Best book I didn't review: Rules of Civility, by Amor Towles. This book had been on the edges of my awareness since its release last year, but I didn't pick it up until this summer. I read the whole thing in two days, and loved every sentence, every phrase, every perfectly captured moment, so much so that I'm still not quite sure how to review it properly--and so I don't think I will.
Best book published in 2012: The Unlikely Pilgrimage of Harold Fry, by Rachel Joyce. I missed this one over the summer because I was focused on my Summer of TBR, but I received a copy as a birthday gift and promptly devoured it. Uplifting and heartbreaking at the same time, this one will make you slow down and think and think some more--one of the highest compliments I think we can pay a book.
Best Audio: Shine Shine Shine, by Lydia Netzer. I'm cheating by adding an audio category so I can get another literary fiction book in here, but Netzer's debut was the perfect balance of quirkiness and emotion and lovely storytelling that it can't be overlooked. Plus, it's great on audio.
Best classic I can't believe I never read: The Hobbit, by J.R.R. Tolkien. This little book caught me by surprise--so much more linear, and yet more whimsical, than Tolkien's hefty trilogy. I can't believe I missed it as a child, but am ever-so-glad I got to it before the movie made a muddle of the simple story.
Best classic I *defeated* this year: Anna Karenina, by Leo Tolstoy. Yep, I think "defeated" is about as good a word as I can use for Anna Karenina--but that's not to say I didn't like it. In fact, despite my initial hesitations, I found it to be accessible, relevant, and entertaining. And the movie was luscious eye candy, to boot.
Best re-read classic: The Old Man and the Sea, by Ernest Hemingway. I read this as part of my 26-by-26 list, and gleaned so much more from it as a pseudo-adult (if I'm not yet 26, I refuse to consider myself an adult) than I did as a 13-year-old.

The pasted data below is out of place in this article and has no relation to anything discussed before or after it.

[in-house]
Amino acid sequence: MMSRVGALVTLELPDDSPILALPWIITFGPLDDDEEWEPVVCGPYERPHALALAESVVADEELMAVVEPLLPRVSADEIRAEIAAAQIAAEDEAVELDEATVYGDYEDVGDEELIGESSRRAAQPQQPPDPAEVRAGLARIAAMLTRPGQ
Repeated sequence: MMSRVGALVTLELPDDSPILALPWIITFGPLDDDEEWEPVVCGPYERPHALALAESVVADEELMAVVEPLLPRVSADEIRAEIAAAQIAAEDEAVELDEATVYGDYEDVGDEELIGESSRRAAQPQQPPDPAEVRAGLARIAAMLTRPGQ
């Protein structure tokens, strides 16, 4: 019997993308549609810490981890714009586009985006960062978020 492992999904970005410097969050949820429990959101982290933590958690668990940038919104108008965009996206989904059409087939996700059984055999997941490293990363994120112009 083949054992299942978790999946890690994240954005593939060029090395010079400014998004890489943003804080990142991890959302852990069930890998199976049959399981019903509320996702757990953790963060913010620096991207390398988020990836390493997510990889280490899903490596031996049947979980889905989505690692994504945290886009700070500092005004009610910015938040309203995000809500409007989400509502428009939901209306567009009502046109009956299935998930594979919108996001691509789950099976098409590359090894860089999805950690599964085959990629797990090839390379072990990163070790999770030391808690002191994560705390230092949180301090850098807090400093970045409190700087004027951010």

Best bestseller: Gone Girl, by Gillian Flynn. This one's on a lot of lists, which, I'll admit, generally makes me hesitant to read a book. But Flynn's story is whip-smart and ceaseless in its twists and turns, and a chilling pleasure to read.
Best mystery: The Likeness, by Tana French. My first Tana French, and I'm hooked. Though I read this out of order (not realizing that In the Woods comes first), I'll be going back to fill in my reading of this series, and look forward to more from French.
Best feminism: Why Have Kids?, by Jessica Valenti. Though I enjoyed Caitlin Moran's How to Be a Woman, Valenti's work was so smart, so to-the-point, and so head-spinningly-eye-opening that it easily tops the favorite of the nonfiction books I read this year. I'm looking for more suggestions in this vein, so feel free to share!
Best history: Island of Vice, by Richard Zacks. This history of Roosevelt's short tenure as police commissioner in New York City is detailed and well-researched, but never dry or dull.
Best biography: The Black Count, by Tom Reiss. Alexandre Dumas' father (yes, that Alexandre Dumas) lived a life so fantastical that it is hard to believe it is real--but it is, and Reiss captures every bit of it in this stunning biography.